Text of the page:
Causes and consequences of traumatic brain injury

A minor collision between two vehicles in Texas can result in serious injuries or death for the driver or passenger who suffers a blow to the head. According to statistics from the Centers for Disease Control and Prevention, motor vehicle accidents pose the greatest risk of traumatic brain injury in teenagers and adults up to 44 years of age.

Traumatic brain injury accounts for 30 percent of all deaths due to injury in this country. Survivors of a TBI may face an extended recovery period with rehabilitation and long-term care. Long-term effects of TBI may include personality changes, impaired memory, depression, hearing and vision impairment, and diminished cognitive skills.

Falls represent the leading cause of brain injury for children and the elderly in the United States. The second leading cause of TBI in children is a head injury caused by being struck by a blunt object, but motor vehicle accidents were the leading cause of deaths from brain trauma for victims in the 5 to 24 age range.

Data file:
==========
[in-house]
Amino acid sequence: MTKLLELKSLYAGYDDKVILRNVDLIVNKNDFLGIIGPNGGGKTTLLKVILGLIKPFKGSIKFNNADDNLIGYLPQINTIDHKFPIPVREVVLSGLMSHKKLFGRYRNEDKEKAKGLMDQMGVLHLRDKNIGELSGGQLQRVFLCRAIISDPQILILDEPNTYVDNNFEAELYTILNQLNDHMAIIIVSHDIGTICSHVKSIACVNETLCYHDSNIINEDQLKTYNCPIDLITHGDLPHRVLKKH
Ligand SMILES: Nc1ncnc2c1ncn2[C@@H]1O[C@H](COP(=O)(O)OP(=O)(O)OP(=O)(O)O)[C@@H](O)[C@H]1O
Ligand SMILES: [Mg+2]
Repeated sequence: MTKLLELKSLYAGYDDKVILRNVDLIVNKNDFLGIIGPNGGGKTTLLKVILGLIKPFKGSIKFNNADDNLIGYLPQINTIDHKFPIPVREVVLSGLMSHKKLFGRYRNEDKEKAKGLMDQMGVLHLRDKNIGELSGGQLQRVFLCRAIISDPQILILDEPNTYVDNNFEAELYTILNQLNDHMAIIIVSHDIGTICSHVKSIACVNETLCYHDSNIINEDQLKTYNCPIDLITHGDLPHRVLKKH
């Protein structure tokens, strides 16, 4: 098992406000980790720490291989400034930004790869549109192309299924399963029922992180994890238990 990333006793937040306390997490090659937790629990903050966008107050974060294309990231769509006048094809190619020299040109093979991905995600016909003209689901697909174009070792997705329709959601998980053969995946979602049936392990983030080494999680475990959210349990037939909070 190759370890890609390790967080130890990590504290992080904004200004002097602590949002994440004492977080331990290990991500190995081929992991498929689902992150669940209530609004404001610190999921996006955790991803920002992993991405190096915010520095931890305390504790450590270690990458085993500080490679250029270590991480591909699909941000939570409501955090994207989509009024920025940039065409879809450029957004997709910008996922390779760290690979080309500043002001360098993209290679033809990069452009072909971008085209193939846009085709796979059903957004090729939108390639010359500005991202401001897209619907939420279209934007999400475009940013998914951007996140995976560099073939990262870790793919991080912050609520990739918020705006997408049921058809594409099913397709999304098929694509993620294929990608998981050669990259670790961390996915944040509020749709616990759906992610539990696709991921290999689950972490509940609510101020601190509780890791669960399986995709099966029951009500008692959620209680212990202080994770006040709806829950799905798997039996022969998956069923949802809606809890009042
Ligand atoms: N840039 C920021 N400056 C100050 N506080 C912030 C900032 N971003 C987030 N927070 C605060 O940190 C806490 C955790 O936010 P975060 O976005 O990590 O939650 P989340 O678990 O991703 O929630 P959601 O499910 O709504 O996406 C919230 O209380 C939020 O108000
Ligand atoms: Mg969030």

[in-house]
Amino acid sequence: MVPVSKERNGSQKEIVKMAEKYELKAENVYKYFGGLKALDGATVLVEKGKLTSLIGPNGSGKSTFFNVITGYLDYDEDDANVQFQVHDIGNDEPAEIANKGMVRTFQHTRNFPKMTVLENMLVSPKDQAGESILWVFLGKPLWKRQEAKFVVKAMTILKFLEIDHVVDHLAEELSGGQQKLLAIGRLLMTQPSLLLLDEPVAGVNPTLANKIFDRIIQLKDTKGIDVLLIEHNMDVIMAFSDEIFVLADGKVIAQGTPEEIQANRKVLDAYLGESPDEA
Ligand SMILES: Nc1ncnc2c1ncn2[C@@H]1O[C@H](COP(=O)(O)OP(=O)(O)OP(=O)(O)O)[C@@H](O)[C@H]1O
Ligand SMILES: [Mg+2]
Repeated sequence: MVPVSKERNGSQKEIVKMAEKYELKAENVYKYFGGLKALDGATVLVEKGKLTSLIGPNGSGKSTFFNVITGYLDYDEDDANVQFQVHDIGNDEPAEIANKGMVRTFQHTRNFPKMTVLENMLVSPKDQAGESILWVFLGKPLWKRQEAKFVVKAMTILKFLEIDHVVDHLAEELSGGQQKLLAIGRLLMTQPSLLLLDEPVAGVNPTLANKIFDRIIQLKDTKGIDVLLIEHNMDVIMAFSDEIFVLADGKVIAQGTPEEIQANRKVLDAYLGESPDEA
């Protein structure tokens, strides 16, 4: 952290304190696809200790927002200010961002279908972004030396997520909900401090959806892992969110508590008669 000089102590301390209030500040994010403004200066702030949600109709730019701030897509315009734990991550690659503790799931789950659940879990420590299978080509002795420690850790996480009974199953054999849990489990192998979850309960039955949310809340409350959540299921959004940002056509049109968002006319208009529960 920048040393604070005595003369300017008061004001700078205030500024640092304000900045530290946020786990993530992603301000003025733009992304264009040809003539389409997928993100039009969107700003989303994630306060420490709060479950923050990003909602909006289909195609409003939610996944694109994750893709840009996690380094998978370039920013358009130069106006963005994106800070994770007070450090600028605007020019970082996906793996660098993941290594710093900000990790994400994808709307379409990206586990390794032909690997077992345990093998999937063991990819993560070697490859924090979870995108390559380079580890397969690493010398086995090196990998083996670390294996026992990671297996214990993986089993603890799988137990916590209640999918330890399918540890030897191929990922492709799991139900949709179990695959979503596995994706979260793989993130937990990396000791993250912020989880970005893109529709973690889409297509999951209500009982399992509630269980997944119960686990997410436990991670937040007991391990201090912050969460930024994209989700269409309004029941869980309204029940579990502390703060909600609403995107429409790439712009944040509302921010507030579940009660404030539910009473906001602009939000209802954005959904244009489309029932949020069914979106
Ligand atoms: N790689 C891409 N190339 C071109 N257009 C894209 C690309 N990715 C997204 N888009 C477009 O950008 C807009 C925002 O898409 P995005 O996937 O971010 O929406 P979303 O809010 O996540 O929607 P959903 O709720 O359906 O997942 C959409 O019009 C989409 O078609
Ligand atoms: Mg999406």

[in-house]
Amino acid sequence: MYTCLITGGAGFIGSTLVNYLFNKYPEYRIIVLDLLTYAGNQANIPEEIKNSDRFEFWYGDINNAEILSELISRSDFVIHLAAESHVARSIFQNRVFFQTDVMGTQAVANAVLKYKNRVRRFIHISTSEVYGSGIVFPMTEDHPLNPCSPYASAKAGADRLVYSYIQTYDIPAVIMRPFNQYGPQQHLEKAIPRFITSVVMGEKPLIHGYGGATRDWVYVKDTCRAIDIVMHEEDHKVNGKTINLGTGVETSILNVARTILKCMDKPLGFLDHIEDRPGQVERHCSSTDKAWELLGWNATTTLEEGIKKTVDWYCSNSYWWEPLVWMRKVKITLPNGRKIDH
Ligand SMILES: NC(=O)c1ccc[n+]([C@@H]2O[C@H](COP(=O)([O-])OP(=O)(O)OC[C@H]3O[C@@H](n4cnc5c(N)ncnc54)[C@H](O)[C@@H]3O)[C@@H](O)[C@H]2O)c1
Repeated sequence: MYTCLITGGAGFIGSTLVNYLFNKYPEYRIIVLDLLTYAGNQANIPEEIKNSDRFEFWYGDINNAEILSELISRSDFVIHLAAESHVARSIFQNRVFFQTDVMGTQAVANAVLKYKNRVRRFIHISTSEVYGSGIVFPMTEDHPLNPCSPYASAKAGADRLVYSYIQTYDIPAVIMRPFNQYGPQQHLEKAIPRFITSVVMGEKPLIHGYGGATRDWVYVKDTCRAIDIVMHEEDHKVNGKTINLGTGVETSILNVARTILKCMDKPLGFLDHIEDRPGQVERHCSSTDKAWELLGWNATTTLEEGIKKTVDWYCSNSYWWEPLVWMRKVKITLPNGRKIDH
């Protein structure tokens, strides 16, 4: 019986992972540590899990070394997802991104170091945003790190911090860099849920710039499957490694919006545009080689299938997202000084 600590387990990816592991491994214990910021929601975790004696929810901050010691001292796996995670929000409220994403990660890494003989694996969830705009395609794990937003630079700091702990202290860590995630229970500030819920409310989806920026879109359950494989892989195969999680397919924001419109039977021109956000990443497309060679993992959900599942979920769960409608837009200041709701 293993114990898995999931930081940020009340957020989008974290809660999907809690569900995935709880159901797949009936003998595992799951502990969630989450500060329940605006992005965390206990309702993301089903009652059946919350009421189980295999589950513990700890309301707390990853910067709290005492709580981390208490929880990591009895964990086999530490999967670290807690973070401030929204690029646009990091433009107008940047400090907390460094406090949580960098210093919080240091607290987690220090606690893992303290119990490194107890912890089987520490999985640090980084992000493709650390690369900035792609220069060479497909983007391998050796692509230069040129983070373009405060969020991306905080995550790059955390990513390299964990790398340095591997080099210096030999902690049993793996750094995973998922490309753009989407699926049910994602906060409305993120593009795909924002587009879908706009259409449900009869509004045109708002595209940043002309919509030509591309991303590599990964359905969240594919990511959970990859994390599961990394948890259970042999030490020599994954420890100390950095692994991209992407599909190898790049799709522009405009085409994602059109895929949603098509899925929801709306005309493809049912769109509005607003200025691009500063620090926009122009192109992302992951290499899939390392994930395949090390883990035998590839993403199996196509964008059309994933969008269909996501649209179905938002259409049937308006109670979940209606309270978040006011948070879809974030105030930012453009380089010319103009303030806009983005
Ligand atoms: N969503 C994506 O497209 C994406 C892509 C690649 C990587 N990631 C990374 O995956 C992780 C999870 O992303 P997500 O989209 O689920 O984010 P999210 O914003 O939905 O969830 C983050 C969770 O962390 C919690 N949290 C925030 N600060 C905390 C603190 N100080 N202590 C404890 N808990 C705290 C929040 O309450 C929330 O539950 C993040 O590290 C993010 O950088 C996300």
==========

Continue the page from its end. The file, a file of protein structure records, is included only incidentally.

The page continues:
A head injury may not result in traumatic brain injury, but it could result in a concussion which is a mild TBI. Severe TBIs may cause a person to lose consciousness, or the victim might suffer from amnesia. Either of these conditions can be short-term, as in cases of mild TBI, or they can last for long periods and require long-term care.

Individuals who suffer a brain trauma in an accident caused by the negligence of another person may be entitled to accident compensation depending upon the facts of the case and the extent of the injury.

Discussing the facts of the accident and the head injury with a personal injury attorney could provide accident victims with information about their rights against the negligent party.